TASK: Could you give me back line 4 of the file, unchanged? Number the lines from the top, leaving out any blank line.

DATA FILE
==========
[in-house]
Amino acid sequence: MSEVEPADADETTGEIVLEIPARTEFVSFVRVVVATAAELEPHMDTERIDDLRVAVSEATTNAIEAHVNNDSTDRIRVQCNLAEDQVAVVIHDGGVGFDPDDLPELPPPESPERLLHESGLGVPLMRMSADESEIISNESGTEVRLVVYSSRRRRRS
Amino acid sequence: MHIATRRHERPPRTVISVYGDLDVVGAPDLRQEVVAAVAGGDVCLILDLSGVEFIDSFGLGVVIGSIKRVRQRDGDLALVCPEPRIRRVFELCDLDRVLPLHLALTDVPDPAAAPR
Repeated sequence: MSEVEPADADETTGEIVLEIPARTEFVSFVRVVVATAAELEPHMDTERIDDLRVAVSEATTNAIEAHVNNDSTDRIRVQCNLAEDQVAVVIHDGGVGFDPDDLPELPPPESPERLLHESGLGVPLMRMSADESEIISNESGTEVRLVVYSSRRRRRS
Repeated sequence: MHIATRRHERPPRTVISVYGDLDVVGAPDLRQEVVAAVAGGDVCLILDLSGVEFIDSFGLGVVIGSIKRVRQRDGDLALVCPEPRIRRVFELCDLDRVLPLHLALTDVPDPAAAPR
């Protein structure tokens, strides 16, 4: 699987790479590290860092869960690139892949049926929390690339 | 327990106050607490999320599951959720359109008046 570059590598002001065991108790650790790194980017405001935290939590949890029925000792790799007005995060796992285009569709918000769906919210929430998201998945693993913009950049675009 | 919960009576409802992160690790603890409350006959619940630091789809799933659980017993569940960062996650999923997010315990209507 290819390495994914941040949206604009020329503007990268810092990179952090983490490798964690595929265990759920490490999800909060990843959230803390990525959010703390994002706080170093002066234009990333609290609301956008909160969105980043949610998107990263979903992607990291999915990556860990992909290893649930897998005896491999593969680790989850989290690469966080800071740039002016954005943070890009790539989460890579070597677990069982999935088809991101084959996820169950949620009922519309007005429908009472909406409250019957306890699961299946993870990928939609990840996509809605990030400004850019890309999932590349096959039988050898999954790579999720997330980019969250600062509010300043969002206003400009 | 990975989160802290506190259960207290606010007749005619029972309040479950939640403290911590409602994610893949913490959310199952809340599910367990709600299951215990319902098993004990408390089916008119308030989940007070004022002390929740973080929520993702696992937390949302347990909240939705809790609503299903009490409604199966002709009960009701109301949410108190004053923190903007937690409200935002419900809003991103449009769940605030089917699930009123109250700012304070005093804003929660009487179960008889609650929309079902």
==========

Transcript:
Repeated sequence: MSEVEPADADETTGEIVLEIPARTEFVSFVRVVVATAAELEPHMDTERIDDLRVAVSEATTNAIEAHVNNDSTDRIRVQCNLAEDQVAVVIHDGGVGFDPDDLPELPPPESPERLLHESGLGVPLMRMSADESEIISNESGTEVRLVVYSSRRRRRS